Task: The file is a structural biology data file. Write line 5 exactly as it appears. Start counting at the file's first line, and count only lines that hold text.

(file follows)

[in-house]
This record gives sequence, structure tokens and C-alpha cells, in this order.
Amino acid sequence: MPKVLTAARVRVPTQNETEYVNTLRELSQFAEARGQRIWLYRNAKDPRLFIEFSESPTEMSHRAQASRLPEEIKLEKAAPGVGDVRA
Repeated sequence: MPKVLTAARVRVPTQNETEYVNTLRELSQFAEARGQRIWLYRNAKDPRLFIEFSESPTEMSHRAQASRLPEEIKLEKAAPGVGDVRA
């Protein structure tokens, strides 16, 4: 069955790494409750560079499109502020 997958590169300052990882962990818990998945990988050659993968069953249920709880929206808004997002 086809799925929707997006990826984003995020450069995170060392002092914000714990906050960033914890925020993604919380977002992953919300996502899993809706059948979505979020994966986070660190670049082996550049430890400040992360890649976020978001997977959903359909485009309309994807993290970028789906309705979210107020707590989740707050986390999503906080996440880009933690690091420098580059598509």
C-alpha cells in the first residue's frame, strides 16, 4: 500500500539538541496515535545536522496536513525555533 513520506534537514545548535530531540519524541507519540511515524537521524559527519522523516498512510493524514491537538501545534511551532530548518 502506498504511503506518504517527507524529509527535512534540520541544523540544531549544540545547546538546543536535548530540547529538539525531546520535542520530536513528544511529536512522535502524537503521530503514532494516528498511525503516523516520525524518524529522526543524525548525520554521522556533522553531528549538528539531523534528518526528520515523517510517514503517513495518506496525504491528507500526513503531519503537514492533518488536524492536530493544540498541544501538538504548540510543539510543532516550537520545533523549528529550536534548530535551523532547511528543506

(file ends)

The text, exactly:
């Protein structure tokens, strides 16, 4: 069955790494409750560079499109502020 997958590169300052990882962990818990998945990988050659993968069953249920709880929206808004997002 086809799925929707997006990826984003995020450069995170060392002092914000714990906050960033914890925020993604919380977002992953919300996502899993809706059948979505979020994966986070660190670049082996550049430890400040992360890649976020978001997977959903359909485009309309994807993290970028789906309705979210107020707590989740707050986390999503906080996440880009933690690091420098580059598509």